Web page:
- Next, activate the Patterns tab. I tend to use a light green for data entry cells, as I find that it is easy on the eyes, and makes it easy for users to identify where data entry cells are. (I tell all my users that Green means Go.)
- Finally, we need to make sure that the cells are unlocked. Click the Protection tab, and uncheck the "Locked" box. (Of course, this setting won't take noticeable effect until the worksheet is protected.)
- Click OK to be returned to the Style dialog
Your dialog selection should now look similar to the following:
As you can see, we have chosen a specific number format, selected a shaded pattern, and decided to force all cells with this style to be unprotected, thereby allowing the user to enter data.
The final steps in creating the style are to click the Add button then Close to be returned to the worksheet.
You should now see that the worksheet cell you have selected is shaded in a light green. The style has been applied! You can prove this out as well by entering a number. It should automatically format to the number format you chose when setting up the style. Right clicking on the cell and going into the Format Cells dialog will show each of the options you chose as being selected.
Applying styles in Excel 2007 is very easy. You simply select the cell (or range of cells,) then click your style in the Styles gallery on the Home tab.
Excel 97-2003 is a slightly different story. The native way to apply styles is to select the cell (or range of cells,) go to Format-->Style, pick the style from the list, and click OK. This is quite a few steps, which fortunately we can shorten.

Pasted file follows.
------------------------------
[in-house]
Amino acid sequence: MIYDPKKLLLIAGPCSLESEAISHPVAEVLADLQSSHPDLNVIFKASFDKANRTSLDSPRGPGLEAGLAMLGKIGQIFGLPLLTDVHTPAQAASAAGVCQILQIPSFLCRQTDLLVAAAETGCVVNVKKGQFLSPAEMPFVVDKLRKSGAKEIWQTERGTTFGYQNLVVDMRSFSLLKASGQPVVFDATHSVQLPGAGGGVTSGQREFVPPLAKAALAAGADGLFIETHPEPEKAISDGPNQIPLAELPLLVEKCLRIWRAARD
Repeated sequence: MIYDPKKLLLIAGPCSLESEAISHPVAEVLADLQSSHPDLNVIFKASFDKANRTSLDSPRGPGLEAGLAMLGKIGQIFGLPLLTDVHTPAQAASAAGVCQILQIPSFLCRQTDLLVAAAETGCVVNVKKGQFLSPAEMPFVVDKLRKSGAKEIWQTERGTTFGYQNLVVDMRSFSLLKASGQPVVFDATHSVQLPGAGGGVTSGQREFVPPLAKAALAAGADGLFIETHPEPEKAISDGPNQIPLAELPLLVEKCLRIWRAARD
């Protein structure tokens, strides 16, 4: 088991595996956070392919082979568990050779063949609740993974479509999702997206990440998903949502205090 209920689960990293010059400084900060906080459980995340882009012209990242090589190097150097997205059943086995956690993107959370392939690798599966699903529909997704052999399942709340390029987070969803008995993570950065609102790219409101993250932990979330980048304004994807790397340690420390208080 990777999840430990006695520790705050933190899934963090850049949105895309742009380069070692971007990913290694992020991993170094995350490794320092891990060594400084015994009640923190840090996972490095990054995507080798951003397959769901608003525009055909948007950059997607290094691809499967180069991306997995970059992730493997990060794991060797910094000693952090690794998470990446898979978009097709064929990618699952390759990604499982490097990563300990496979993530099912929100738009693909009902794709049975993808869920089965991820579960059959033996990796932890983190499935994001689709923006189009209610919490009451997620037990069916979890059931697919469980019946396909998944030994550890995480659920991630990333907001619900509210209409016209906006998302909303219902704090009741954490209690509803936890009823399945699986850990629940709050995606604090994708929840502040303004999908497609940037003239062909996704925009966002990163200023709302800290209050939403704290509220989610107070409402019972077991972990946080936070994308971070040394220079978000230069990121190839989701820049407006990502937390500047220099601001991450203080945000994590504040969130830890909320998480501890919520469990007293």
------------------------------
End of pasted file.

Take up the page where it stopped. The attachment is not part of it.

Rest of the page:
To get a style picker on your 97-2003 toolbar, simply right click one of your toolbars and choose Customize (at the very bottom of the menu that will pop up.) Click the Commands tab, then select the Format category. From the right hand pane, locate the Style dropdown, left click it and drag it to one of your toolbars. As you can see, I've placed it on the Format toolbar.
At this point, you can quickly pick your desired style from the drop down list.
One thing that is worth mentioning here is how the style we created above actually applies across a range of data. In the image below, I formatted row 9 with a top border and double bottom border. I then applied our new style across cells C4:E8. Notice how the underline on row 8 does not disappear... If we had checked the borders box when creating our style, it would have forced our choice on these cells. Because we didn't, the existing borders have not been modified.
Now this is where styles really shine... in the updates.
In Excel 97-2003, you select a cell with your style applied, go to Format --> Styles, and pick your style from the list. Excel 2007 is even easier, in that you just right click the Styles in the Home Tab's Styles gallery, and choose Modify.
At this point you can add/remove any categories and/or modify the individual settings. Let's make our numbers Bold and change the background to yellow.
- Check the Font box
- Click the Modify button (Excel 97-2003) or the Format button (Excel 2007)
- Go to the Font tab and select Bold from the Font Style selections
- Go to the Patterns tab and choose a yellow background
- Click OK to exit the Format Cells dialog
- Click OK again to exit the Style dialog
Voila! Every cell in your workbook that uses this style has now been updated, as shown below.
Why not set up your favourite styles, and make that workbook into a template? From there it's just a quick File-->New, (Office Menu --> New --> My Templates... in 2007,) and you have a workbook preloaded that you can use to build and deploy your projects!
See my Standard styles
You can download an xlsx file that contains my most frequently used styles by clicking the button below. Each of the styles can be modified so that you can see exactly how they are all set up.